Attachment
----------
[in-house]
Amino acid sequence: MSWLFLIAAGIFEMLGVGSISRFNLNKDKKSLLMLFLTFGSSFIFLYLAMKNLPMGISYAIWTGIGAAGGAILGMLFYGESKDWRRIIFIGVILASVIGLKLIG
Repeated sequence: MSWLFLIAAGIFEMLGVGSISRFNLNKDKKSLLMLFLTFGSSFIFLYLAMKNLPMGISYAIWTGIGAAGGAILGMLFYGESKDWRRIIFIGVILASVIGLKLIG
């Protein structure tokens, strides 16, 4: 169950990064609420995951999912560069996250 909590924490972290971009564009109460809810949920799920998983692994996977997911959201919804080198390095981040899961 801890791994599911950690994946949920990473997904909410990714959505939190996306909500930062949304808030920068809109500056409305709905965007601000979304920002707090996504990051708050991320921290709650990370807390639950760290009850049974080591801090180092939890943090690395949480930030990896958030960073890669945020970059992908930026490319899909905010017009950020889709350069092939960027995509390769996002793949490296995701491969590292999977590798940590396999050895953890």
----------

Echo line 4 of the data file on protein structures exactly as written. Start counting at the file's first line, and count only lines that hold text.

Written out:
């Protein structure tokens, strides 16, 4: 169950990064609420995951999912560069996250 909590924490972290971009564009109460809810949920799920998983692994996977997911959201919804080198390095981040899961 801890791994599911950690994946949920990473997904909410990714959505939190996306909500930062949304808030920068809109500056409305709905965007601000979304920002707090996504990051708050991320921290709650990370807390639950760290009850049974080591801090180092939890943090690395949480930030990896958030960073890669945020970059992908930026490319899909905010017009950020889709350069092939960027995509390769996002793949490296995701491969590292999977590798940590396999050895953890």